The filmed image is rather a collision between the (force)field of the real and the energy I invest in exploring it. It’s active and aggressive. Somewhere, halfway, we find a significant moment (a strong point?) which is also the filmed image. When going for different takes of a shot, he’ll adjust spatial relations by moving furniture or some props around slightly so as to capture the total arbitrariness, ambiguity and infinite points of view that could be filmed… so that shots are almost the same but not entirely. Showing the real therefore consists of multiplying “the almosts”.
“à conserver presque le meme point de vue mais en déplaçant légèrement les relations spatiales à l’intérieur du cadre, pour précisément accentuer ce “presque” … Montrer le réel consiste donc à multiplier ces “presques”
To round things off AB selects some relevant short quotes/exhortations from film-makers (ran out of steam to copy all the French)
Hou Hsiao Hsien: Advises against making one’s opinions explicit in film. Although he has his opinions, he doesn’t seek to reveal them but to show the fire of their presence, so that the audience can feel that presence, the fire that burns, and make their own interpretation. In order to create, one shouldn’t start with the cerebral, the imagination or the ‘ocean of the brain’. Creativity always comes from the outside. My films are born out of the encounter between myself and the truth of the exterior.
Godard: You can’t invent in cinema. I didn’t invent the lake water or the blue of the sky. You can only place things in relation to each other, orient them in a certain direction. I’ve always made collages… it’s a way of receiving, to let things come to you, like the camera receives light.
Everything in film is a quote, not only sentences: when you film a tree or a car you quote them in the image. I don’t feel that I know how to invent, but I feel I know how to find things and assemble them. I’m happy to make any kind of film about anything. If there are trees, why not film them, if there’s a street and there are people, you’ve got to make something of it.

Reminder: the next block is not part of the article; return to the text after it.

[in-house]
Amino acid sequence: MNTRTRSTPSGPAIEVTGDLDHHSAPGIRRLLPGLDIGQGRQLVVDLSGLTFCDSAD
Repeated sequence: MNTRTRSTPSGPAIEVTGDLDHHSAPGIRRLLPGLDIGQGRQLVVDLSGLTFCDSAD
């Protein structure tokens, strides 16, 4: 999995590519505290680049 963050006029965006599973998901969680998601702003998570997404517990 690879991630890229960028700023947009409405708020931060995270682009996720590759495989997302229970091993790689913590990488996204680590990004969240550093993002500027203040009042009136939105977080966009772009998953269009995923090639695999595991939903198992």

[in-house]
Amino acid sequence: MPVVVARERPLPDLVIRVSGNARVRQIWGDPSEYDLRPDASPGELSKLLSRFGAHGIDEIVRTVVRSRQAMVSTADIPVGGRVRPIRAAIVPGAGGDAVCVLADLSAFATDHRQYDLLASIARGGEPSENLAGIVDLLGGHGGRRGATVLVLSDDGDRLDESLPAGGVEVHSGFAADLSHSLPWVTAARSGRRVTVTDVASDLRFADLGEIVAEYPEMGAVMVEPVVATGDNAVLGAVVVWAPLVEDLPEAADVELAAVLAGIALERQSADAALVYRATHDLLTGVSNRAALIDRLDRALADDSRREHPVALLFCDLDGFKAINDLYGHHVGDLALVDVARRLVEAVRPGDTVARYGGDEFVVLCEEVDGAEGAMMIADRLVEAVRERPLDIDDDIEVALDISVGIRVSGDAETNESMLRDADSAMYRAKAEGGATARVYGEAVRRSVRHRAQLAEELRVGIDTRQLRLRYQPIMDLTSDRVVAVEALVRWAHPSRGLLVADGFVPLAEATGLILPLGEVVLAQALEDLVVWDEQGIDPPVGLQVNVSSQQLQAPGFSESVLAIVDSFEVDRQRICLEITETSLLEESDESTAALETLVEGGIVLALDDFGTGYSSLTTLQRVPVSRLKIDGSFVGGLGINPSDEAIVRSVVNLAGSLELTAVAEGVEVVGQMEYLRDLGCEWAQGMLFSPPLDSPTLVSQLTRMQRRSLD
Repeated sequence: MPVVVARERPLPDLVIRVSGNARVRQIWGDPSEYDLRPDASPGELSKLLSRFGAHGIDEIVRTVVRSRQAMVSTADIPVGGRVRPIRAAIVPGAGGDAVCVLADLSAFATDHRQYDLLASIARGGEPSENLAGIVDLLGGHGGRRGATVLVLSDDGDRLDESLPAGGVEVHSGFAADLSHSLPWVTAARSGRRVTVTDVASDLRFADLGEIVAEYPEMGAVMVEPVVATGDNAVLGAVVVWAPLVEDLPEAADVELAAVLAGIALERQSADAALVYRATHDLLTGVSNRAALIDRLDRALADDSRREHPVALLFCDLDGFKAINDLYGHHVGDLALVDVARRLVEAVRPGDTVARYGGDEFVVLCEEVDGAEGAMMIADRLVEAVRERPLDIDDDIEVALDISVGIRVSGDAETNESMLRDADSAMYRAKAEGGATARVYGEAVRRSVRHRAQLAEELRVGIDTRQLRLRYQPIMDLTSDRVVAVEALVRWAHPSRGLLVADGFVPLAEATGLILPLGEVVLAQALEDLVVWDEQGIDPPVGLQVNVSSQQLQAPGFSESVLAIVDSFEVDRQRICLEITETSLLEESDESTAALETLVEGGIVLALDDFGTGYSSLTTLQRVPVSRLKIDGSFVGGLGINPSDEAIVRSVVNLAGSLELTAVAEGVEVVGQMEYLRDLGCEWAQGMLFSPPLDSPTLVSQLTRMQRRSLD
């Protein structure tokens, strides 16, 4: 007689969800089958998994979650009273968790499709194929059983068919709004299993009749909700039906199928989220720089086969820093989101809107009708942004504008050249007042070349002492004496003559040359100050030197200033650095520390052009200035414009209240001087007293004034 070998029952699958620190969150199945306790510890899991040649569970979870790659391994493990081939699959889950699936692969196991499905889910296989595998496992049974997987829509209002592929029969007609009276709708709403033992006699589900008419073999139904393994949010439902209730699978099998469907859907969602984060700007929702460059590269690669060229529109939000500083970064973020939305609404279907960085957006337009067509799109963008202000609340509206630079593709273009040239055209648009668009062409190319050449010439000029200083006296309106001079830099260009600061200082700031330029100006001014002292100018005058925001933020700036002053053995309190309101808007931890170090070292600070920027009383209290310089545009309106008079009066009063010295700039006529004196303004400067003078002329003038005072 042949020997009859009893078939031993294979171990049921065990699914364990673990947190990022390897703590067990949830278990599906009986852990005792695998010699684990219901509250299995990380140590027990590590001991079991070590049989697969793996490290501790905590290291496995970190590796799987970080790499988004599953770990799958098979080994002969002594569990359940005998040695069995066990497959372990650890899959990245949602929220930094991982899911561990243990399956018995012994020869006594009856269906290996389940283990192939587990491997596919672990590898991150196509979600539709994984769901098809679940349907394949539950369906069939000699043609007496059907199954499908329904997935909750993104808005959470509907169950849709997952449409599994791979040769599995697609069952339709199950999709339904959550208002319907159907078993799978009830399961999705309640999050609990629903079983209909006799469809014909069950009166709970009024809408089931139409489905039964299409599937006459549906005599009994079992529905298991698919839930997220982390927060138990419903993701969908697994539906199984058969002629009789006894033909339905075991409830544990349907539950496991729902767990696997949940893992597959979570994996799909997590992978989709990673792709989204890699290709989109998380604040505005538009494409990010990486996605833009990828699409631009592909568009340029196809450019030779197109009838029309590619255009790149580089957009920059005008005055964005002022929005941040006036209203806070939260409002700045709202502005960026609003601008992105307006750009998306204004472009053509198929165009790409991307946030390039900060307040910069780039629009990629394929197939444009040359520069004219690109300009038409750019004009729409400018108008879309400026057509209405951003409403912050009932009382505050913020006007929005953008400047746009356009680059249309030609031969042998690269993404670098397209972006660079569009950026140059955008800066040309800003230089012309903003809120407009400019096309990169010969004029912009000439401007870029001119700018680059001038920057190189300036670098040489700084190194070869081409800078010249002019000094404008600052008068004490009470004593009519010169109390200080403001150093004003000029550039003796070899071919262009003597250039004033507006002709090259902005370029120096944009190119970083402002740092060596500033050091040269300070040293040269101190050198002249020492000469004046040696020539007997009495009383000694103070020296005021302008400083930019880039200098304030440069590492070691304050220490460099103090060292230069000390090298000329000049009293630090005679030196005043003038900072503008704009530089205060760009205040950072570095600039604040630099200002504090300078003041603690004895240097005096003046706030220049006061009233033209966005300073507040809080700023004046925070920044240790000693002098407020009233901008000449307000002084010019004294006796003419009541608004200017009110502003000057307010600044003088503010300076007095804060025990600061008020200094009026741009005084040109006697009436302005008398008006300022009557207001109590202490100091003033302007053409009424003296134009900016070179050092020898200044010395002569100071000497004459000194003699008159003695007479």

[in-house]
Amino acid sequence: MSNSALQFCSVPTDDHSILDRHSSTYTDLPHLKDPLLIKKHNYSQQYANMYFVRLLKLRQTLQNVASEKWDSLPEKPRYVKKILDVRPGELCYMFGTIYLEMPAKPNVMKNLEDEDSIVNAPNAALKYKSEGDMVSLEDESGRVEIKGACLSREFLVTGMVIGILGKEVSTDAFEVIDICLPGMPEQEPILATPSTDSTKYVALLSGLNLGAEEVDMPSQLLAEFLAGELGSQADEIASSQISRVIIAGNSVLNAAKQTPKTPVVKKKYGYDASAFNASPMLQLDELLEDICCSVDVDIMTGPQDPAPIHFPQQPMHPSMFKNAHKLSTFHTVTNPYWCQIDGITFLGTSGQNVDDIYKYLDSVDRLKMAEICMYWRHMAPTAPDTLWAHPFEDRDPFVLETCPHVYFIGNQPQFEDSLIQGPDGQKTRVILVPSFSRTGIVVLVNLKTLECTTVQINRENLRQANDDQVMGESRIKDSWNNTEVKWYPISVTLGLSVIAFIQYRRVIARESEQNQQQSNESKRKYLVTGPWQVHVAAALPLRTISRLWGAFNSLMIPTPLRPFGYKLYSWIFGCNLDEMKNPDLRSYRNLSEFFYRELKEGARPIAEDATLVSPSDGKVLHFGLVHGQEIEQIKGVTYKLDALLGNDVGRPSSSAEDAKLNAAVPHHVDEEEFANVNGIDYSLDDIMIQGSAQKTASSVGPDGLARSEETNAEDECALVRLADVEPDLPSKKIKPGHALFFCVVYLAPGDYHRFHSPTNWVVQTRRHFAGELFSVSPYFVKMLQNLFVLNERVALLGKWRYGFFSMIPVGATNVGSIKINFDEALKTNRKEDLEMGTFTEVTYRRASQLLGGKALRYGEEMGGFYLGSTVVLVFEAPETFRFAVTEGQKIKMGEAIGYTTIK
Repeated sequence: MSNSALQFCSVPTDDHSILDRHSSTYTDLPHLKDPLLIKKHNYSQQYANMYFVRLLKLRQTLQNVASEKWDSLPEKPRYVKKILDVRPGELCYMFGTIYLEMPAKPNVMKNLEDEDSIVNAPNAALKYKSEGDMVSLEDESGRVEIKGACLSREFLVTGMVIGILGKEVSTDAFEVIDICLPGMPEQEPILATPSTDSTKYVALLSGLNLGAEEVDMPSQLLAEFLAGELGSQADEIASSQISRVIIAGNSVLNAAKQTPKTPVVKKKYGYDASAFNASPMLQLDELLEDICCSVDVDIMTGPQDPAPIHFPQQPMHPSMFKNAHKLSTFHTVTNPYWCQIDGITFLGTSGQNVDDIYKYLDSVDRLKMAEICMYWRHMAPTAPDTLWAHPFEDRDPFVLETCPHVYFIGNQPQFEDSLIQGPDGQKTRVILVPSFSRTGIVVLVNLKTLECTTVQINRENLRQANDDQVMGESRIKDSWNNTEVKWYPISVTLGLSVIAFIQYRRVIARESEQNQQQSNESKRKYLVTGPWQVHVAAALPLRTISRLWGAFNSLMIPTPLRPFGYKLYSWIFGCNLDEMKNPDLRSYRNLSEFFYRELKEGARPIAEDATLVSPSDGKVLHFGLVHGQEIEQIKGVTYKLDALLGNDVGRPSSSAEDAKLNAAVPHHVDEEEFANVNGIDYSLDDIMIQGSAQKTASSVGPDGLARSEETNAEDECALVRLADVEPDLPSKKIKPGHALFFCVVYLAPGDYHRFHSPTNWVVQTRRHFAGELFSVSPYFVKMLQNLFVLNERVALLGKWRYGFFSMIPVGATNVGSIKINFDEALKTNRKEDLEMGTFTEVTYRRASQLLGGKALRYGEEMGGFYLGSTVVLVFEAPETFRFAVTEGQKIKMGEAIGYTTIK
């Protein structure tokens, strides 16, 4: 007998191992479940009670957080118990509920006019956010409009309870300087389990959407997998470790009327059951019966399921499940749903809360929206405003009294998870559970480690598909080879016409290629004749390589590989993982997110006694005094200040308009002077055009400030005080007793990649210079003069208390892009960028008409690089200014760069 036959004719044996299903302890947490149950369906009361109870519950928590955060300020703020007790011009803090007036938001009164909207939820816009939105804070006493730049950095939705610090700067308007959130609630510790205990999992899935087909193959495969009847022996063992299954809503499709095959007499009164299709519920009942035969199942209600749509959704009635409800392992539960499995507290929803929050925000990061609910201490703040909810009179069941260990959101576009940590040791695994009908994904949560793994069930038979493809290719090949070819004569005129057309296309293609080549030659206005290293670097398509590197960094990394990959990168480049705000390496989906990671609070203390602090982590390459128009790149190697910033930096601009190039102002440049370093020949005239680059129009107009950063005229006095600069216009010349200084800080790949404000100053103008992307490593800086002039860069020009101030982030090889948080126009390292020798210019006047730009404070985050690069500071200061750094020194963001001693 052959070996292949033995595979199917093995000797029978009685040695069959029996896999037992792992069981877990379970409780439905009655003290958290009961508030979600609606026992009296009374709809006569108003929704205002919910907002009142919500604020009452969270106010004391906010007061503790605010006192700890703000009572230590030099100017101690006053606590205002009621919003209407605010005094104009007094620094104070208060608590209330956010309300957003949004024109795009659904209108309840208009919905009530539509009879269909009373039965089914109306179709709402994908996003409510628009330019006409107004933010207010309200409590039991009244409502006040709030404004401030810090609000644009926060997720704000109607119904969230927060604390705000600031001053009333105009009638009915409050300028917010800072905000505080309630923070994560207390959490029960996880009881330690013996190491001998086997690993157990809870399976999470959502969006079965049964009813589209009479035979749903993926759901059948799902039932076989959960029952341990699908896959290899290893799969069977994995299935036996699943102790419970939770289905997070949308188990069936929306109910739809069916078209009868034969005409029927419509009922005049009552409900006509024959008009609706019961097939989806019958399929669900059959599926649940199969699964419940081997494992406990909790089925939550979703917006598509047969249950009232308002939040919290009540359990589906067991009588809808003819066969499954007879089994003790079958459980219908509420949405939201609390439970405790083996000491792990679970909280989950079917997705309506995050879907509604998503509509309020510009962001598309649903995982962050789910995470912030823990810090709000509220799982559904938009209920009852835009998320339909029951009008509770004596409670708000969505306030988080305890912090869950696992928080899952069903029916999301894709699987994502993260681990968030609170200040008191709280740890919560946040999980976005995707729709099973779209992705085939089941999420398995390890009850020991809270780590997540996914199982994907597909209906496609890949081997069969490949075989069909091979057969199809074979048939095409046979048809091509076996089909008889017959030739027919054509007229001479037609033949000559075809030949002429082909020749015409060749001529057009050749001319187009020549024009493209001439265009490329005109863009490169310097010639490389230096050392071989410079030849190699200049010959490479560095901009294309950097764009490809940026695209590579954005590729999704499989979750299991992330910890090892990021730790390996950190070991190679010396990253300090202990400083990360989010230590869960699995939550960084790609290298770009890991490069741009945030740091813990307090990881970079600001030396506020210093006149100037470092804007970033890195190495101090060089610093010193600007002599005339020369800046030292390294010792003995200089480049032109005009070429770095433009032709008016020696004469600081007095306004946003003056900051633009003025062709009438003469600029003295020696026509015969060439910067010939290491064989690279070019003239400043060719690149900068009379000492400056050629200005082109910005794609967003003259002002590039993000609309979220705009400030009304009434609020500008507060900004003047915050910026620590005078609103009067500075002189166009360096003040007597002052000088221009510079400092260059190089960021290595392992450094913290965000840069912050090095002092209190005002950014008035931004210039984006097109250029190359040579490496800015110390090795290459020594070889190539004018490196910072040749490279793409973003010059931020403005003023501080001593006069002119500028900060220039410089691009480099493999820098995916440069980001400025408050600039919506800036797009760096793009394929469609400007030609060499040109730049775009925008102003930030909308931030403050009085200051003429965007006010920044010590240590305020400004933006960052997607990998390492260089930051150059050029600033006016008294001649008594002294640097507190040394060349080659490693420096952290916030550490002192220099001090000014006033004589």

In terms of the pleasure of film-making… pleasure is what the world offers you. You’ve only got to find the right spot. This window in front of us exists already. To film it, you just need to know where to stand.
Leave the world without a name, just for moment! “Laisse un instant le monde sans nom!”
There are 2 types of film-maker: one that walks along with their head lowered (cinéma libre) and one that walks looking up and around (cinéma rigoureux). Those facing downwards often have to raise their head quite suddenly, to the left or the right, embracing with a series of glances what is in view. They see. Their composition will be fluid, aerated (Rossellini). They are sensitive to chance (Welles). Those with their heads up don’t see anything, they watch; they fix their attention precisely on what interests them (Hitchcock & Visconti)
Bresson: What is all this intermediary work of the imagination when faced with what is real? Camera and tape, take me away from intelligence, which complicates everything! Once the real arrives in your mind it’s no longer the real. Our intelligent eye thinks too much.
Rodin: I can clearly state that I have no ideas when I don’t have anything to copy.
Kiyoshi Kurosawa: Filming is the most exciting part of the film-making process. There’s a tension which is demanding and exciting at the same time. Especially when unforeseen things happen. For example when the wind gets up.
What resists fiction? My own notes from discussions around the clips we saw …
Children/teen reflexes/reactions, animals being animals, non-actors, ‘madmen’, the weather, light, being at the mercy of the elements, nature, landscapes, eating, drinking, smoking, chance events, getting wet, physicality: performing a task or sport, bodies being tested somehow, filming people with their backs to you, crying, street scenes, public transport, real pain, overhead sounds, random objects, actors fiddling with objects (one of James Dean’s habits), improvisation, singing and dancing, speaking to camera, clips of real archive footage, prolonged scenes (that seem to run past their ‘normal’ capacity to retain attention) with no dialogue.